What the government has already said: “Certainty is important to help landlords plan future housing development, providing affordable housing and boosting the construction sector. At the 2015-16 Spending Round the government will therefore set out a social rental policy that gives social landlords certainty until 2025.”

Expected outcome: The Treasury confirmed this week that the chancellor still intends to set out a long-term vision for funding the construction of social housing in the Spending Round, with the government having ripped up the previous system in the 2010 Comprehensive Spending Review (CSR) in a bid to get more bang for its buck.

However, informed sources do not expect the chancellor’s announcement to include the detail that social landlords require to allow them to start planning their development programmes beyond 2015.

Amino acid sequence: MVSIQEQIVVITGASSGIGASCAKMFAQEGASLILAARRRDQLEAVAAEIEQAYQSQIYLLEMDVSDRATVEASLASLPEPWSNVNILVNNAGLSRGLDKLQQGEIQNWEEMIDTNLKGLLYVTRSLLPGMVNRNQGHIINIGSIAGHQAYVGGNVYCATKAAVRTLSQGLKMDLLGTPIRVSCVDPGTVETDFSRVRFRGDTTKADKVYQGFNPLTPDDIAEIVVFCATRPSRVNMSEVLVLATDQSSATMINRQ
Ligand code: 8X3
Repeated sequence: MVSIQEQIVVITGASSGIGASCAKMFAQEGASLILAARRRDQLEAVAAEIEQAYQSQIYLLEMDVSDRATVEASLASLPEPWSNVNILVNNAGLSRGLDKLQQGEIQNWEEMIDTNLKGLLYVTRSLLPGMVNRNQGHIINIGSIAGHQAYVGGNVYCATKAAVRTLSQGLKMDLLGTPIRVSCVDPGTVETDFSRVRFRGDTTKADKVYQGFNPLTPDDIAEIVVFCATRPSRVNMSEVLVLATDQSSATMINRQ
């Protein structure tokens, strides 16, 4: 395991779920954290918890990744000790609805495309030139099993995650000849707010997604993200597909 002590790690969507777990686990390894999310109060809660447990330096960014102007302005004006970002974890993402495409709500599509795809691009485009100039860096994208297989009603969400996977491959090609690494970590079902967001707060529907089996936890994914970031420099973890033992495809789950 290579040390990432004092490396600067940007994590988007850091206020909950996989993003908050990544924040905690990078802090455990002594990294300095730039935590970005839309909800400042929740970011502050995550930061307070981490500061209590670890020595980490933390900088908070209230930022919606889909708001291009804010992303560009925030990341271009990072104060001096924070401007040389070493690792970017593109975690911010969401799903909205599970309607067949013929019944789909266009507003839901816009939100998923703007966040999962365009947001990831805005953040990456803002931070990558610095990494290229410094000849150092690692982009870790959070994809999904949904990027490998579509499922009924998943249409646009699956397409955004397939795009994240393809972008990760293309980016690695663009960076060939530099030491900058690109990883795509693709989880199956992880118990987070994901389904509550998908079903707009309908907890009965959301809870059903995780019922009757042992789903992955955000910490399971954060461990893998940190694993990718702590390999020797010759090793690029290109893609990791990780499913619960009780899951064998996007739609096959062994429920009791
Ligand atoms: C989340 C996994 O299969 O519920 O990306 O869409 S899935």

The chancellor will also want to demonstrate progress on his existing programmes to get housing built on surplus government land, and to encourage investment in the private rented sector.

Key decisions: While previous housing minister Grant Shapps pledged there would be some government funding for affordable housing available in any new system, it is widely expected that funding will again be drastically reduced. It was effectively cut by 63% in the 2010 CSR, to £4.5bn over four years. However, social landlords have complained that even this level of funding places an unsustainable reliance on the balance sheets of housing associations for the production of new homes, and further cuts could make this position worse. The National Housing Federation last week called for grant rates to rise, with £2bn invested per year.

However, Osborne’s announcement in March of £3bn of funding for a revamped FirstBuy scheme, which the government has been allowed to treat as “off-balance sheet”, has raised the prospect of similar equity investment being used in the social housing sector. If he chooses to pursue this, it could potentially allow the government to boost subsidy without burdening public sector borrowing, but it may be difficult for housing associations to implement.